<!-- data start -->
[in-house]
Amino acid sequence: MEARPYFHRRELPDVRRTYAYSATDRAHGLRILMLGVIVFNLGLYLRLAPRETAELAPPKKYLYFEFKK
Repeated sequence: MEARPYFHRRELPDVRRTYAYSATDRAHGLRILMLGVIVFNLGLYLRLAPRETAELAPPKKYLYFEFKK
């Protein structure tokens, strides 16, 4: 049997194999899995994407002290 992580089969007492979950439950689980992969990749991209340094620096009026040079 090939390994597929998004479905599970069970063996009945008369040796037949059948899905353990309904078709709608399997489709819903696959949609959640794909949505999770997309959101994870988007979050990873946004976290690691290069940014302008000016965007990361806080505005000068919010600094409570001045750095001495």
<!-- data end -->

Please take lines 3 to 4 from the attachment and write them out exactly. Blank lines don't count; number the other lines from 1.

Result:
Repeated sequence: MEARPYFHRRELPDVRRTYAYSATDRAHGLRILMLGVIVFNLGLYLRLAPRETAELAPPKKYLYFEFKK
């Protein structure tokens, strides 16, 4: 049997194999899995994407002290 992580089969007492979950439950689980992969990749991209340094620096009026040079 090939390994597929998004479905599970069970063996009945008369040796037949059948899905353990309904078709709608399997489709819903696959949609959640794909949505999770997309959101994870988007979050990873946004976290690691290069940014302008000016965007990361806080505005000068919010600094409570001045750095001495």